The bill adds that any company or trust that operates a commercial class broadcasting service cannot be licensed to operate a community class service.

The broadcasting zones, as outlined in the bill, would be comprised of one primary zone, four secondary zones and three tertiary zones.

The primary zone covers Georgetown, Region Three up to the Essequibo River, all of Region Four and Region Five east of Region Four to the Abary River.

Among the secondary zones, Zone 1 would cover all of Region One, all of Region Two and the Essequibo Islands being part of Region Three; Zone 2 would cover all of Bartica; Zone 3 would cover all of Region Six, including New Amsterdam and part of Region Five west of New Amsterdam to the Abary River; and Zone 4 would cover all of Region 10, including Linden and the section of the Berbice River that falls within the region.

The three tertiary zones, meanwhile, would comprise Zone 1, covering all of Region Nine, including Lethem; Zone 2, covering all of Region Eight, including Mahdia; and Zone 3, covering Region Seven but not including Bartica.

The bill provides that a community class broadcasting service could be provided in any zone, except the primary zone, with a transmission radius of not more than five miles or a distance specified in its licence.


Meanwhile, also proposed among the amendments is the mandatory broadcast of public service programmes, including addresses to the nation by the President and emergency notices or disaster warnings issued by the Civil Defence Commission, the police, fire service, the health ministry or any other authorised agency.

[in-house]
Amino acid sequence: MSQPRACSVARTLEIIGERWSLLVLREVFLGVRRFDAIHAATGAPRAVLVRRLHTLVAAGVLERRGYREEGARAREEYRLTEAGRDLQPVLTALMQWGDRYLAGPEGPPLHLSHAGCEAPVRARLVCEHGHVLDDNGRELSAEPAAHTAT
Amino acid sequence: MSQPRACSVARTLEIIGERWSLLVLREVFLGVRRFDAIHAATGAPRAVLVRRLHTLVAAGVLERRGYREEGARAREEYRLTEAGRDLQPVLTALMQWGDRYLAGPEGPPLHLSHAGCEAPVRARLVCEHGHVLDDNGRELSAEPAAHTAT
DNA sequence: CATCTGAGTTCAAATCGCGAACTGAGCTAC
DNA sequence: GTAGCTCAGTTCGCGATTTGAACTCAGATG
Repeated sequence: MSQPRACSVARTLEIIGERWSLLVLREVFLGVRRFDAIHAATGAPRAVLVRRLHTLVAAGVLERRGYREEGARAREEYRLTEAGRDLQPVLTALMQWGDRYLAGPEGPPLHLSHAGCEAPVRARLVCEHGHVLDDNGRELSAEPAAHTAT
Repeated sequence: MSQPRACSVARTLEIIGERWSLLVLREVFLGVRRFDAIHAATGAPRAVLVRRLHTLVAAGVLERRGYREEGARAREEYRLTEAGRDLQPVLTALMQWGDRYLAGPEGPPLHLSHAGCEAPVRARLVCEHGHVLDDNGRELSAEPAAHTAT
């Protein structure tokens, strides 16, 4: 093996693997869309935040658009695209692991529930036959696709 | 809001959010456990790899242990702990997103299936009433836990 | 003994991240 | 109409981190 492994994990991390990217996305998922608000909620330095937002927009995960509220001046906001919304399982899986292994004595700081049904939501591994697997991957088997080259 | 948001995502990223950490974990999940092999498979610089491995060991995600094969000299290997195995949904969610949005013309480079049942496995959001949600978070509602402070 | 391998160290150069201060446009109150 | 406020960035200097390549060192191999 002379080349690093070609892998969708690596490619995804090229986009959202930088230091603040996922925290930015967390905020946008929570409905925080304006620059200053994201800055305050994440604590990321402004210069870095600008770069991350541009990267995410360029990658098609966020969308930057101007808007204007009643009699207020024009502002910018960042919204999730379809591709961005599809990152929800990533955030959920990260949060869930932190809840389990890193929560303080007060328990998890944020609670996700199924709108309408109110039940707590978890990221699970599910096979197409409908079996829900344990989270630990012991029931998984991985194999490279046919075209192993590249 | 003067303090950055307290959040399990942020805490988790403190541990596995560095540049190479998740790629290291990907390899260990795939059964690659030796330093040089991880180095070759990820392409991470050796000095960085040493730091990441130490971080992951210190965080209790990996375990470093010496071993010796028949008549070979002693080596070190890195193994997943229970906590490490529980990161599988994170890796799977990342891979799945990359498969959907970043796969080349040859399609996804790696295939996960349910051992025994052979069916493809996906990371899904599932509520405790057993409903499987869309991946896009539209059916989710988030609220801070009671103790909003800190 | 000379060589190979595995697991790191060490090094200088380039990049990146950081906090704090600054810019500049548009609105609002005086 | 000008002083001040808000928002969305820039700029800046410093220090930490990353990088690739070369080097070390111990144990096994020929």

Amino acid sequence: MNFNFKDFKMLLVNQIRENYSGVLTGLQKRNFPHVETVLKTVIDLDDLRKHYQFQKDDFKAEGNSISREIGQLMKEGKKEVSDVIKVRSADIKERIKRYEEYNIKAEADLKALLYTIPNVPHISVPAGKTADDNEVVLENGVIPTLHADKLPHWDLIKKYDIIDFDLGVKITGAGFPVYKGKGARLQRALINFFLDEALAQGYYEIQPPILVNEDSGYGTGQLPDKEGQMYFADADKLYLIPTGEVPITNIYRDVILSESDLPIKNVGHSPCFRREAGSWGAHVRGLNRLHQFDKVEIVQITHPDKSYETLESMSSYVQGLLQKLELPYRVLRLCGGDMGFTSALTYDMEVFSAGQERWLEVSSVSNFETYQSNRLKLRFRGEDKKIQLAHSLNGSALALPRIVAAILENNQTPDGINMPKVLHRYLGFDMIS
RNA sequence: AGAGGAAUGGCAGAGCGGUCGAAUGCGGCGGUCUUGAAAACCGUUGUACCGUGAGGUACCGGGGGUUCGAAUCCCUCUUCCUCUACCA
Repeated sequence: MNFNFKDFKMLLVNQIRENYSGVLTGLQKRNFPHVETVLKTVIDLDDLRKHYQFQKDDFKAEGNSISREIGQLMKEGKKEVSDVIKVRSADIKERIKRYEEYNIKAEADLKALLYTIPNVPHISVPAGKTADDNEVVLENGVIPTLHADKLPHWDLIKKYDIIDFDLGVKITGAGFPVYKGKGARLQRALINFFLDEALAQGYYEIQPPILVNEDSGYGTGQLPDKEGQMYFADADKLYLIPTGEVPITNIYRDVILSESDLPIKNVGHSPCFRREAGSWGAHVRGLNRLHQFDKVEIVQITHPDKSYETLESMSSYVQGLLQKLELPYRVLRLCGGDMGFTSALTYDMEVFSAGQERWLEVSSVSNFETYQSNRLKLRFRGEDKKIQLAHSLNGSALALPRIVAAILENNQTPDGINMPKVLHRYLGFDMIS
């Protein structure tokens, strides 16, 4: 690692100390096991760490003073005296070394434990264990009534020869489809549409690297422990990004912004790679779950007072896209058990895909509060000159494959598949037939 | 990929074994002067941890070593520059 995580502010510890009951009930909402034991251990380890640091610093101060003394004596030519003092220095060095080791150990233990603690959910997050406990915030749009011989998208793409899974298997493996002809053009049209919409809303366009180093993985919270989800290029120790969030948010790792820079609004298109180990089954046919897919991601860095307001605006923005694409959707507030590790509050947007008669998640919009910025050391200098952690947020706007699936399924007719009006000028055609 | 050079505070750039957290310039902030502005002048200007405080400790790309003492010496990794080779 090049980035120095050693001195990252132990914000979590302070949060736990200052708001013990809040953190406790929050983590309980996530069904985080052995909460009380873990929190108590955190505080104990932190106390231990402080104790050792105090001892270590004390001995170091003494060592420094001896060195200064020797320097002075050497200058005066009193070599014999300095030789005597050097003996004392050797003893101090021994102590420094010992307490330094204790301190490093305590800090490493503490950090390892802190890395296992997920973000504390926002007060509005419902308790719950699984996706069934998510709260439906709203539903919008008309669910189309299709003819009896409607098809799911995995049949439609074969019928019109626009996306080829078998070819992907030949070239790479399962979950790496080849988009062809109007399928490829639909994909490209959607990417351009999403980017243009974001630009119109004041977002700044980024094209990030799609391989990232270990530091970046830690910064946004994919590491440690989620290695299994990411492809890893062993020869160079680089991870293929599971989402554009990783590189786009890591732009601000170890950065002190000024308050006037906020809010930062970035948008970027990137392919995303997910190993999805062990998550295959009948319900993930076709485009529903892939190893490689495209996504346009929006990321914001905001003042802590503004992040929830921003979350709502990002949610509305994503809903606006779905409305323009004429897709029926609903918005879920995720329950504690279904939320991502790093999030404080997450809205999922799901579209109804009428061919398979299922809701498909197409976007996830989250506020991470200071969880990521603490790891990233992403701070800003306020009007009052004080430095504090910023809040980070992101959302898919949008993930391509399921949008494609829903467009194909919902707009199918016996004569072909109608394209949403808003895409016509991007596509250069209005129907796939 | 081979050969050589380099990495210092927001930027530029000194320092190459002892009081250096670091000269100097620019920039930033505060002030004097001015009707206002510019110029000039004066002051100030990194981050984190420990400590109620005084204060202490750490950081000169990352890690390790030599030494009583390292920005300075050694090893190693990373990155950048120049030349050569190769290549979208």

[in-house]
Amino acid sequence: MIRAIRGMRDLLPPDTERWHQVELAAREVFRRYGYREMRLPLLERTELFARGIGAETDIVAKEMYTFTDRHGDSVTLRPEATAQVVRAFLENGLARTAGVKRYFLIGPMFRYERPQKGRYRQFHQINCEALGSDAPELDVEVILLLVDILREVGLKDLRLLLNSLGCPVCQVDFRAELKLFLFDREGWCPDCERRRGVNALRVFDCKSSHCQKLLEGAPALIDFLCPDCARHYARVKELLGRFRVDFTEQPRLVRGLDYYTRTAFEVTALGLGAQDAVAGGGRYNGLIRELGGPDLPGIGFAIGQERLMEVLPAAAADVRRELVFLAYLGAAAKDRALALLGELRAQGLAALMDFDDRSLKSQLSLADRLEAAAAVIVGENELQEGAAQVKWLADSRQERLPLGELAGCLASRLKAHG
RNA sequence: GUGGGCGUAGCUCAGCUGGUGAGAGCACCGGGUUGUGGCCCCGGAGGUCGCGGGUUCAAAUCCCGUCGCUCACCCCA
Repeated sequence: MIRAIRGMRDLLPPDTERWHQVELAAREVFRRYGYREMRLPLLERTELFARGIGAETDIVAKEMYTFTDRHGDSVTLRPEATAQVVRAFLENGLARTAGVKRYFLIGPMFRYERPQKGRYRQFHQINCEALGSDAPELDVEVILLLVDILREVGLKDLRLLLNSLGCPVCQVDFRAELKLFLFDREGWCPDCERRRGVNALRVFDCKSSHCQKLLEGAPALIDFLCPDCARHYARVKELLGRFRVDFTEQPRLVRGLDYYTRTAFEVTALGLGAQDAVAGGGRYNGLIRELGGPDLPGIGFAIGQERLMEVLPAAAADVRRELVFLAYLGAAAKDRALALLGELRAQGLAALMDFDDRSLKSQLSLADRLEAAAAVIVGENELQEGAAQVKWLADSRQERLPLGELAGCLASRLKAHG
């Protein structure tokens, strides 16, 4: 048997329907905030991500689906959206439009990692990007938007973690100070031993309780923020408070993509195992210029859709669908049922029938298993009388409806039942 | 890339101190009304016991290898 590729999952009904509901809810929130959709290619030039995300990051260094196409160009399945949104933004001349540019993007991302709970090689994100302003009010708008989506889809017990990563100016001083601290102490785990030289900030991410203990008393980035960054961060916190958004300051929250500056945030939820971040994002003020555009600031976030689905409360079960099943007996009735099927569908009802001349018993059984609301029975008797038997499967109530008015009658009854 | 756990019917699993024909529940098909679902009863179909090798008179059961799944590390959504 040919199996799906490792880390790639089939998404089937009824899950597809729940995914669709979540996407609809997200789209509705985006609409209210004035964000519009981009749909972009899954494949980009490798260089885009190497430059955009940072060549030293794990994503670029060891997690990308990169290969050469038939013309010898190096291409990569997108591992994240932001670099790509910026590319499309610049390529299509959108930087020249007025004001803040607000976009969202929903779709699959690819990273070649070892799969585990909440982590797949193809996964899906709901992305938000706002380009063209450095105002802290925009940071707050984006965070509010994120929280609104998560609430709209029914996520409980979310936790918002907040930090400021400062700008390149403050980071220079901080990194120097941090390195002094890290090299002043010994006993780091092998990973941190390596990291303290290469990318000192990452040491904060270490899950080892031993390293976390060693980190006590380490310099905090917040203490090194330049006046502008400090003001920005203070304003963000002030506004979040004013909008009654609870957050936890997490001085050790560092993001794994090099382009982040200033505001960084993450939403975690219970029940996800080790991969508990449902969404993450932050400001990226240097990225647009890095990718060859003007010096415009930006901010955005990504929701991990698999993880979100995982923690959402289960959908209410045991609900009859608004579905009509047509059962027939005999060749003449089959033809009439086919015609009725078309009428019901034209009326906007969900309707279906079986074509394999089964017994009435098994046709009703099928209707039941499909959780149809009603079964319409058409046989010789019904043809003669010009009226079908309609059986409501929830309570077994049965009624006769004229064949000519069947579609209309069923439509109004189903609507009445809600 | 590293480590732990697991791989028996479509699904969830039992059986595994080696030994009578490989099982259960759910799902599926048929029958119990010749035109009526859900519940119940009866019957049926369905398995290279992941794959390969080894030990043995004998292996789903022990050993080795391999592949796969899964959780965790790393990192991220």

If the bill is enacted in its present form, every broadcaster would have to air public service programmes for a total of up to 60 minutes per day, between 6am and 10 pm, free of cost.

It further provides that broadcasters could designate separate time slots to air or repeat any public announcement which is urgent and of public importance, but all would be required to submit to the broadcast authority fixed schedules or a rotation of time slots they intend for the airing of public service programmes. Additionally, the broadcast authority would be empowered under the law to direct a station to adjust or vary submitted schedules for public service programmes to ensure the distribution is spread across various time slots. Further, the broadcast authority would also have the power to direct any operator to broadcast emergency notices or disaster warnings during peak or prime time hours or during a regular broadcast programme, with consideration to “the nature of the emergency” and “regard for public safety.”

The bill does include a provision for a broadcaster to file a complaint to the broadcast authority within 24 hours of any request to broadcast a programme free of cost if it believes that it is not a public service broadcast. In such cases, the authority is mandated to investigate and issue a ruling. Additionally, if broadcasters arbitrarily refuse to broadcast any such announcements without making a formal complaint, they would be deemed to have committed an offence.

The bill also places a prohibition on the broadcasting of hate speech, racial incitement or terror threats.

Additionally, it allows for broadcasting agencies that can provide evidence of an agreement with international agencies to file a complaint with the broadcast authority, “where another broadcasting agency is broadcasting, without such as agreement, the same channel or programme as part of that other broadcasting agency’s local service.”

The bill would also see the revocation of the 2014 broadcasting regulations.